By now, no doubt everyone in Sundre ó perhaps even the province ó has heard about the Calgary man who barely survived being mauled by a grizzly.
The 32-year-old was deep in the backcountry near the headwaters of the Panther River scouting the area alone for bighorn sheep in advance of the hunting season. On the morning of Thursday, Aug. 24, he was eating breakfast when the bear came out from the trees and attacked him.
Managing to fend off further attacks after sustaining wounds to his body, face and head, the man remarkably was able to hike some 12 kilometres back to the trailhead and got back in his vehicle, driving himself to the Mountain-Aire Lodge. From there, a private helicopter flew him to the Sundre Hospital and Care Centre before he was finally transferred to a Calgary hospital with serious but non-life-threatening injuries.
Fish and Wildlife officials have since closed off the Panther River area to the public and officers were as of last week seeking to trap the bear, which reportedly attacked the man unprovoked.
Venturing out alone so far in the West Country comes with the inherent risk of potentially deadly danger. Taking wild predators out of the equation, a solo hiker or hunter could easily end up in dire straits simply by rolling an ankle or falling ill, completely isolated from any immediate help or rescue. But throw in massive, curious, hungry animals and we have a potential recipe for disaster.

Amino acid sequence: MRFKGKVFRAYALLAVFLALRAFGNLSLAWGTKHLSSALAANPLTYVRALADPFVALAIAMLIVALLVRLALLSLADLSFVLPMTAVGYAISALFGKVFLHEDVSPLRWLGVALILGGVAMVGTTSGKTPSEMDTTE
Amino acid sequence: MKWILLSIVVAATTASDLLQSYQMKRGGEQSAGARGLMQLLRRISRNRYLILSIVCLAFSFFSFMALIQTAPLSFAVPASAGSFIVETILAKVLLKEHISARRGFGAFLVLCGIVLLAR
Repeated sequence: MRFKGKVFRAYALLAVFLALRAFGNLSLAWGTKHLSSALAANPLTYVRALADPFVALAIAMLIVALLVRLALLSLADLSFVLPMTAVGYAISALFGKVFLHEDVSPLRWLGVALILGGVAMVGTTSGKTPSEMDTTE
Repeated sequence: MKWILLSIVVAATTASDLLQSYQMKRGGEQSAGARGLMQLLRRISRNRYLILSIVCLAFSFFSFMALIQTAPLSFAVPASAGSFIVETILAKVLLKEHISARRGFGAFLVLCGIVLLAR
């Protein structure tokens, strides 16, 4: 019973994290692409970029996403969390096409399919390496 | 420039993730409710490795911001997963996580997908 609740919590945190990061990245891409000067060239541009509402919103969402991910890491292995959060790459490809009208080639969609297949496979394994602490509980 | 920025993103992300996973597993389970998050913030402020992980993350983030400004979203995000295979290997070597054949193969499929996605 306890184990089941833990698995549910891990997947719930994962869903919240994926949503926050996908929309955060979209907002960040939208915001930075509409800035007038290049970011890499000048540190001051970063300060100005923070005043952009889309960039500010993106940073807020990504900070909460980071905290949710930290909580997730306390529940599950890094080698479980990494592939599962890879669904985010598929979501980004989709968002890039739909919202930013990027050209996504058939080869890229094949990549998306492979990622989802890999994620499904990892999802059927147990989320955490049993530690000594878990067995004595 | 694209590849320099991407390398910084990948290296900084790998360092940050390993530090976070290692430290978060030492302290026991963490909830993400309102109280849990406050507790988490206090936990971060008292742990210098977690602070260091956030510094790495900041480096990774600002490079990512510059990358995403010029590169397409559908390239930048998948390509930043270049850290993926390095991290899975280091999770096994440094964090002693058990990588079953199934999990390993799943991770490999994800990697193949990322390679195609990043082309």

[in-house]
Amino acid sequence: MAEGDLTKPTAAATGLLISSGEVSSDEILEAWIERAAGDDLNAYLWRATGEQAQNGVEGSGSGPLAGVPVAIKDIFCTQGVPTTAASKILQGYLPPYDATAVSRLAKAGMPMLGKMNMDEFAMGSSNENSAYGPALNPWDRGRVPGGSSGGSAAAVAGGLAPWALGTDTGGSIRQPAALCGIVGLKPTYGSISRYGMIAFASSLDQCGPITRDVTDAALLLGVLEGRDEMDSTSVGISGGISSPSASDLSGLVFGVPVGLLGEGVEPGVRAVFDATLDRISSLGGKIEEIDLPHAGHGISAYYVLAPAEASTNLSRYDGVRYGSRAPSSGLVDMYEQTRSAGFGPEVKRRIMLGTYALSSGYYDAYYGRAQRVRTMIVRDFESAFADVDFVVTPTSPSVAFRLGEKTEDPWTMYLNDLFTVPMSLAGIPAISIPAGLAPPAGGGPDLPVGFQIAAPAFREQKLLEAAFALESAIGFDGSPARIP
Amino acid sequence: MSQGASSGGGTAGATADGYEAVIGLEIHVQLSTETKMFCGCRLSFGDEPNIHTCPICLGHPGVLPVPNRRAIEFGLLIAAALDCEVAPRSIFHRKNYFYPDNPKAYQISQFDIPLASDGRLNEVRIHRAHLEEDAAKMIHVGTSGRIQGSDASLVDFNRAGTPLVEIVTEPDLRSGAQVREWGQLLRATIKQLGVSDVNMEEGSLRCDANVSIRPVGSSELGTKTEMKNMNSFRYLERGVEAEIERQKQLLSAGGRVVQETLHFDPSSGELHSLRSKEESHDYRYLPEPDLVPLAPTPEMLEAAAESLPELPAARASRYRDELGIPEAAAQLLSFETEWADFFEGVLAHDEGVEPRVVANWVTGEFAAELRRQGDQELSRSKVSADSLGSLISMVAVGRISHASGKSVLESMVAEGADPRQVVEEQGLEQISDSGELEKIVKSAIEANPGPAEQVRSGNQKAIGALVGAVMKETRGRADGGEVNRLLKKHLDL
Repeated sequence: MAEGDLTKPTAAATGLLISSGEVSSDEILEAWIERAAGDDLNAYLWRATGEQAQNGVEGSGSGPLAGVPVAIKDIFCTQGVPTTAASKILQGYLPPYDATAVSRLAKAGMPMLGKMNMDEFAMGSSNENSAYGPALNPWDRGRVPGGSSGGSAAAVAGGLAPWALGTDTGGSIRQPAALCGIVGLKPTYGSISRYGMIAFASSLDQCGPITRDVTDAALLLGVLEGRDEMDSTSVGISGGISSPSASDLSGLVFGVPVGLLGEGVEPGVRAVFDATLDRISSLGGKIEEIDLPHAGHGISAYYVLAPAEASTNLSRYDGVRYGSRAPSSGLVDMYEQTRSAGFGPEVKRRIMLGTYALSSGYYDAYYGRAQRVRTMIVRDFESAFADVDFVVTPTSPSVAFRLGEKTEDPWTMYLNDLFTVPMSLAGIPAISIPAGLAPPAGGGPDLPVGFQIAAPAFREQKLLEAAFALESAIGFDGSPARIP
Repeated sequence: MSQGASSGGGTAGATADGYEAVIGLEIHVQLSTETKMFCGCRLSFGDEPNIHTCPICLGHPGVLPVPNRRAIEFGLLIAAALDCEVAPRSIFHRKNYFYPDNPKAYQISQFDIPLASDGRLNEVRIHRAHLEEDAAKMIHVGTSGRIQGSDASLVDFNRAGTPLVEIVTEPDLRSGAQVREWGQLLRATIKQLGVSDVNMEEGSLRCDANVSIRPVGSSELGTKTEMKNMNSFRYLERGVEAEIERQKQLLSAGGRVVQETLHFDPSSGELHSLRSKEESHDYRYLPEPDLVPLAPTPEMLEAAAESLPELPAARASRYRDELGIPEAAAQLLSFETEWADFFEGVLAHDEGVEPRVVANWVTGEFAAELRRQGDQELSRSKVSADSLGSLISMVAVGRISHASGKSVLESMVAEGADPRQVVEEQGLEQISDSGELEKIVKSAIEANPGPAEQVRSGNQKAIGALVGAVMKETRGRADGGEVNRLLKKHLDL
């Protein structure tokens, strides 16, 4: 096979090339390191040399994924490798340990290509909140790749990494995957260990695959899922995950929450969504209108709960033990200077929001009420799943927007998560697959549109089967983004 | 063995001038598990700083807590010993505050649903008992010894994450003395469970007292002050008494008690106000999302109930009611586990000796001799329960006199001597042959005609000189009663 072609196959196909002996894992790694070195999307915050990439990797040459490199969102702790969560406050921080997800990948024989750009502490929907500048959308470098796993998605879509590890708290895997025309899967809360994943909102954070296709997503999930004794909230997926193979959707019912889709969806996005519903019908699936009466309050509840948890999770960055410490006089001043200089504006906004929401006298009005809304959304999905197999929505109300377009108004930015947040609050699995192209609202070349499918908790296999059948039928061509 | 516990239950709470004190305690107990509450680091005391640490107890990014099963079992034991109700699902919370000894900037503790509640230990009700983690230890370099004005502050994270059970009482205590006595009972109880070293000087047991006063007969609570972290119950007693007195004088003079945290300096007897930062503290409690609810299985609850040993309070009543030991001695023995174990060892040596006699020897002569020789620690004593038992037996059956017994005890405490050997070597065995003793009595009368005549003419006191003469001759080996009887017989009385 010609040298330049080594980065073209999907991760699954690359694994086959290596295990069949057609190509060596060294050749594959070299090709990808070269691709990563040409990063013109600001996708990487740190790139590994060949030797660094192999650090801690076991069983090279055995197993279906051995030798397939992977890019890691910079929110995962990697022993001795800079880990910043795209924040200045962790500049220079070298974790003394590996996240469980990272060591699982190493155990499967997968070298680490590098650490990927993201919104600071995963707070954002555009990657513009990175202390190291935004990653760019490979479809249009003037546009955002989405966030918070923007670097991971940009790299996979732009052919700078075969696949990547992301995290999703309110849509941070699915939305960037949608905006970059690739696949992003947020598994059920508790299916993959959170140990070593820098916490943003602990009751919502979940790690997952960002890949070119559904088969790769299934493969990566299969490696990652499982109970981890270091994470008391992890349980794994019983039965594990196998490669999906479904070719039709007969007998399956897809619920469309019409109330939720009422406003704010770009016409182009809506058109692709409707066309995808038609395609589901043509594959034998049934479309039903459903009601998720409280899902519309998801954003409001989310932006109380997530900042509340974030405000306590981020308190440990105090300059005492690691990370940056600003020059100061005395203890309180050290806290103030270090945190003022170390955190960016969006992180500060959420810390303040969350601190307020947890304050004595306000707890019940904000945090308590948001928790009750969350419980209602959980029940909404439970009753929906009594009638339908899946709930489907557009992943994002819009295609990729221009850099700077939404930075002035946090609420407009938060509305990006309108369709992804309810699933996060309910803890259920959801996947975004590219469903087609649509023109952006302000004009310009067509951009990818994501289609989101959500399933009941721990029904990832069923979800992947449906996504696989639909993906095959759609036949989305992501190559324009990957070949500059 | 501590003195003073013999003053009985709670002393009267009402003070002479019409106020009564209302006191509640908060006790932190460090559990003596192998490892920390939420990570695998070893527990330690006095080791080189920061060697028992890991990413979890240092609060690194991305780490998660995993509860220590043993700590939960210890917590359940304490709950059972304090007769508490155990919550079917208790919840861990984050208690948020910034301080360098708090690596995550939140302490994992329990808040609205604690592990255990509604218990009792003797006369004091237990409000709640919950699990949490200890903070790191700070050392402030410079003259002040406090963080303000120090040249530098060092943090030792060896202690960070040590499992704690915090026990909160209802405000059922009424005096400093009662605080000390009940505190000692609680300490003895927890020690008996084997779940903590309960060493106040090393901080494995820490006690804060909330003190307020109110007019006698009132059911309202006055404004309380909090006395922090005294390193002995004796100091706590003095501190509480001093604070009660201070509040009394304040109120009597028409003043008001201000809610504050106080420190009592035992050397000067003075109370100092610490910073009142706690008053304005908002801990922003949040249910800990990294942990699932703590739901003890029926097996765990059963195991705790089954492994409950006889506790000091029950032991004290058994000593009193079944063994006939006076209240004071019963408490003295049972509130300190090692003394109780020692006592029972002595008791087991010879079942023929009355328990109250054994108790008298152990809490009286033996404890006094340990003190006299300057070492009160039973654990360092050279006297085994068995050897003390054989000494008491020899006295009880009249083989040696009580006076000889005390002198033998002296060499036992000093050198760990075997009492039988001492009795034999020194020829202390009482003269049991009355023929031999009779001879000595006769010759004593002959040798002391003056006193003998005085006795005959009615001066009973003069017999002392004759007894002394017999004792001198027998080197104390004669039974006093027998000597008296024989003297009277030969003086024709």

That is not to say outdoor enthusiasts should never under any circumstance embark on an adventure deep in the bush by themselves, but even Fish and Wildlife officials don’t recommend it, and urge anyone who is planning such a trek to take every possible measure to stay safe in bear country.
When hunting in remote areas inhabited by bears, extra caution should be taken, said spokesperson Patrick Mears, who added, “being quiet, using animal attractants and calls, and travelling alone mean there is an elevated risk of a bear encounter.”
He further elaborated, “It is important that hunters reduce the risk of a bear encounter by following bear safety protocols. If it is not necessary to be stealthy, it is better to warn bears before you get there, rather than being quiet and startling them.”
Visit www.bearsmart.alberta.ca for more safety tips.
While we at the Round Up certainly hope a speedy recovery for the lucky Calgary man who will have quite the tale to tell, we also hope such incidents will remind others to be wary in bear country, especially when going out alone.
After all, it is the bears’ turf, and the predators are already preparing for winter.
ó Ducatel is the Round Up’s editor